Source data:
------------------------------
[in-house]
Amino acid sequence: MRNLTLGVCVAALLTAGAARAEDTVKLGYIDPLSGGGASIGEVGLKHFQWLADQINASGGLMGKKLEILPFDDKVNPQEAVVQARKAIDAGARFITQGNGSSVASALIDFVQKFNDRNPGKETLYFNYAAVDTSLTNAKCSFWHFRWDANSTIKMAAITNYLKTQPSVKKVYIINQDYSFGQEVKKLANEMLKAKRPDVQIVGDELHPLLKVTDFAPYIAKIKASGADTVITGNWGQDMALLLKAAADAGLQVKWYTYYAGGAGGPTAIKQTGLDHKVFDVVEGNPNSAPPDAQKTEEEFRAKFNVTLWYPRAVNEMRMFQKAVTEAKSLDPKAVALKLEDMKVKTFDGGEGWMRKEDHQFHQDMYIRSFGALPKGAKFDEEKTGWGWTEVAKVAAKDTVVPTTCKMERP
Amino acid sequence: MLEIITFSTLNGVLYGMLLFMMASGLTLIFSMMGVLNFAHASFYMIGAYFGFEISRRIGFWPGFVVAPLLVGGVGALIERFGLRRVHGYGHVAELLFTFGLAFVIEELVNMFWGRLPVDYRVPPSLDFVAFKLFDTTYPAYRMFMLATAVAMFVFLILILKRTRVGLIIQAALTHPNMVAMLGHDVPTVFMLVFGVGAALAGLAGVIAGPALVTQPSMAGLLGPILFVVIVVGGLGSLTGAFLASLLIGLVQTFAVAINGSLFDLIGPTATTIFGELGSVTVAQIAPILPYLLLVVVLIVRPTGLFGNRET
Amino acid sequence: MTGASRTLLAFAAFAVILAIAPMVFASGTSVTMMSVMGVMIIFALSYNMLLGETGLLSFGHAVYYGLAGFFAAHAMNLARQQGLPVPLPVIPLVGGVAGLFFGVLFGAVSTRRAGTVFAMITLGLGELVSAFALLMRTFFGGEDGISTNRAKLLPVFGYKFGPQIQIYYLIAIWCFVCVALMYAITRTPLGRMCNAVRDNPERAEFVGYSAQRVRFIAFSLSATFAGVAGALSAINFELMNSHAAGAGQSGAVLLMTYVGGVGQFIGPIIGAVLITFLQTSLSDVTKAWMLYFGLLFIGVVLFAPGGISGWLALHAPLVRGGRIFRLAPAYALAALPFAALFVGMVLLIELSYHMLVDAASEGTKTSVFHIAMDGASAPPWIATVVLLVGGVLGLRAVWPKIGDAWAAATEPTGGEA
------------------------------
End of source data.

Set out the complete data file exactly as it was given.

[in-house]
Amino acid sequence: MRNLTLGVCVAALLTAGAARAEDTVKLGYIDPLSGGGASIGEVGLKHFQWLADQINASGGLMGKKLEILPFDDKVNPQEAVVQARKAIDAGARFITQGNGSSVASALIDFVQKFNDRNPGKETLYFNYAAVDTSLTNAKCSFWHFRWDANSTIKMAAITNYLKTQPSVKKVYIINQDYSFGQEVKKLANEMLKAKRPDVQIVGDELHPLLKVTDFAPYIAKIKASGADTVITGNWGQDMALLLKAAADAGLQVKWYTYYAGGAGGPTAIKQTGLDHKVFDVVEGNPNSAPPDAQKTEEEFRAKFNVTLWYPRAVNEMRMFQKAVTEAKSLDPKAVALKLEDMKVKTFDGGEGWMRKEDHQFHQDMYIRSFGALPKGAKFDEEKTGWGWTEVAKVAAKDTVVPTTCKMERP
Amino acid sequence: MLEIITFSTLNGVLYGMLLFMMASGLTLIFSMMGVLNFAHASFYMIGAYFGFEISRRIGFWPGFVVAPLLVGGVGALIERFGLRRVHGYGHVAELLFTFGLAFVIEELVNMFWGRLPVDYRVPPSLDFVAFKLFDTTYPAYRMFMLATAVAMFVFLILILKRTRVGLIIQAALTHPNMVAMLGHDVPTVFMLVFGVGAALAGLAGVIAGPALVTQPSMAGLLGPILFVVIVVGGLGSLTGAFLASLLIGLVQTFAVAINGSLFDLIGPTATTIFGELGSVTVAQIAPILPYLLLVVVLIVRPTGLFGNRET
Amino acid sequence: MTGASRTLLAFAAFAVILAIAPMVFASGTSVTMMSVMGVMIIFALSYNMLLGETGLLSFGHAVYYGLAGFFAAHAMNLARQQGLPVPLPVIPLVGGVAGLFFGVLFGAVSTRRAGTVFAMITLGLGELVSAFALLMRTFFGGEDGISTNRAKLLPVFGYKFGPQIQIYYLIAIWCFVCVALMYAITRTPLGRMCNAVRDNPERAEFVGYSAQRVRFIAFSLSATFAGVAGALSAINFELMNSHAAGAGQSGAVLLMTYVGGVGQFIGPIIGAVLITFLQTSLSDVTKAWMLYFGLLFIGVVLFAPGGISGWLALHAPLVRGGRIFRLAPAYALAALPFAALFVGMVLLIELSYHMLVDAASEGTKTSVFHIAMDGASAPPWIATVVLLVGGVLGLRAVWPKIGDAWAAATEPTGGEA